You know how they say 40 is the new 30? According to Michigan's Constitution, 70 is the new senile.
If you're over the age of 70, you can't be elected or appointed to the bench in this state.
That's a rule that dates back to 1906, according to former Supreme Court Justice Marilyn Kelly, when life expectancies were shorter.
For Kelly, a Democrat, the law means she had to step down when her term ended in January. She's 74. Asked how it feels to be too old to do her job, she laughs.
"Well, I've only had about 30 days to grow senile, so I haven't quite achieved it yet!"
But Kelly says the age limit hurts regular Michiganders more than judges.
"We have invested in the judges who reach this age. Perhaps years of experience that they bring to bear on the court, that's lost when we tell them they're too old to serve."
Now several lawmakers are joining Kelly in her opposition to the age cap on judges. This week, the Senate Judiciary Committee unanimously voted to overturn the law.
But it's an uphill battle from there: a super-majority in both the Senate and the House would need to approve that measure.
At that point, it would go on the ballot in the next general election. Remember how much Michigan voters liked constitutional amendments in 2012? (Hint: not much.)
State Court Administrator Chad Schmucker is proposing a compromise. He says Michigan should consider just raising the age limit, not scrapping it altogether.
Schmucker argues it'd be a long, drawn-out headache to try to forcibly remove a judge who was no longer up to the job and refused to step down.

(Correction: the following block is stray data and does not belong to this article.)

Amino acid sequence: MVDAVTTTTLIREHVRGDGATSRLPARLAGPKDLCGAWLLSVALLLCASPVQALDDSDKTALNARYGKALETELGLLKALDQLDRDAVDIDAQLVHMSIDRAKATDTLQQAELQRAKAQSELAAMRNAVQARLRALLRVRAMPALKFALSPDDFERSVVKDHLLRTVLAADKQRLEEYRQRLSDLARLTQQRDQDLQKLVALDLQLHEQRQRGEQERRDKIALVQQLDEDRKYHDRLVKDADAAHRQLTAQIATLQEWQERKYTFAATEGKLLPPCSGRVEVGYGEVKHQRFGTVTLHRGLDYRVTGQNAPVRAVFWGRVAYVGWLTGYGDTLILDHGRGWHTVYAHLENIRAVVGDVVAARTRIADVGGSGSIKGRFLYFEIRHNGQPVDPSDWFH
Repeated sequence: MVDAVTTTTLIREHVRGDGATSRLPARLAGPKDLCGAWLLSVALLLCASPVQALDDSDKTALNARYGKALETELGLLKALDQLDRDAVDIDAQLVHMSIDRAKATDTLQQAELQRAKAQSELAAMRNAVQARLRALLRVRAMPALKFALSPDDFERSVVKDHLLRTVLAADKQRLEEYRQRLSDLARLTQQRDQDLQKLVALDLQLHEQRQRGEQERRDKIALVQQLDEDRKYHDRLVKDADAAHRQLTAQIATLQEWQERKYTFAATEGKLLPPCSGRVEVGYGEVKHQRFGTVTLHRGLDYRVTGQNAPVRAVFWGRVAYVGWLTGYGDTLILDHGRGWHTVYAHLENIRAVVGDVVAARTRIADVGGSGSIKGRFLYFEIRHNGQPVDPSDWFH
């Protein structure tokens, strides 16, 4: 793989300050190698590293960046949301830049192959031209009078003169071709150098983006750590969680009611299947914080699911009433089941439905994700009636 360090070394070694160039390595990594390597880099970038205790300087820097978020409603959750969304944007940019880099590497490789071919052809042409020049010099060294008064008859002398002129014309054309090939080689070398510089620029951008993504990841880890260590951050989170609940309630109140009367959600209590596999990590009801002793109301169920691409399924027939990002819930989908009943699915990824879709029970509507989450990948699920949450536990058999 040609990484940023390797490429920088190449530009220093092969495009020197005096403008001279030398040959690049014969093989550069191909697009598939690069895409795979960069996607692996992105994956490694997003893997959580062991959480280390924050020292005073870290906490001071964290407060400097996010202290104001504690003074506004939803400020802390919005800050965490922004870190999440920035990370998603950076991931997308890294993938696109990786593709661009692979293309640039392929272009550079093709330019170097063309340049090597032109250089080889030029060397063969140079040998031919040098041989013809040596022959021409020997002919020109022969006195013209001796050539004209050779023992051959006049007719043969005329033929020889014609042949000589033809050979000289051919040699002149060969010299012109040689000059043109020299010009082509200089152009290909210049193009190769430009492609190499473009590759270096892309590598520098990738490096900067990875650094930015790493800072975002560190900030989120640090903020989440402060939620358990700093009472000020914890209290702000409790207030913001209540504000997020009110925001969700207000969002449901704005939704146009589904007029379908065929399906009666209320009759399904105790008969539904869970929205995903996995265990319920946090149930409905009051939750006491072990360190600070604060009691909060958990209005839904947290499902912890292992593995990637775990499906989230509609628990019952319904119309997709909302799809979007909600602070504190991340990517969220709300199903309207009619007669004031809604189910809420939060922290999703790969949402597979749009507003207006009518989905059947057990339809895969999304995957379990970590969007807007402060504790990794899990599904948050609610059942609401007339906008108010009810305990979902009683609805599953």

But former justice Kelly doesn't think so. "We can discuss a different age limit, but we now have some mechanisms in place that would allow us to remove a judge more easily if he or she had reached the point where they couldn't serve and wouldn't step down."
She says that's one of the purposes the Judicial Tenure Committee can serve. "They regulate the profession, so when a complaint is filed, they can tell the Supreme Court that this judge should be removed from office."
Four out of seven of the justices on Michigan's Supreme Court would need to agree in order to remove the judge in question.
This isn't the first time Michigan lawmakers have debated the judicial age limit. Last year, a task force in Lansing recommended removing the cap.
But Kelly hopes this time around is different. "This is an idea whose time has come. Many people hadn't really realized that we have this provision, which in this day and age looks like age discrimination."
Also, Kelly admits she'll just plain miss the work.
"Well, definitely. I enjoyed the work. I felt I learned over the 16 years I was on the Supreme Court. I learned a great deal about the job. I'd reached a point where I felt I could contribute more than I could when I was in my early learning stage. So I felt it was a pity that I couldn't continue to contribute."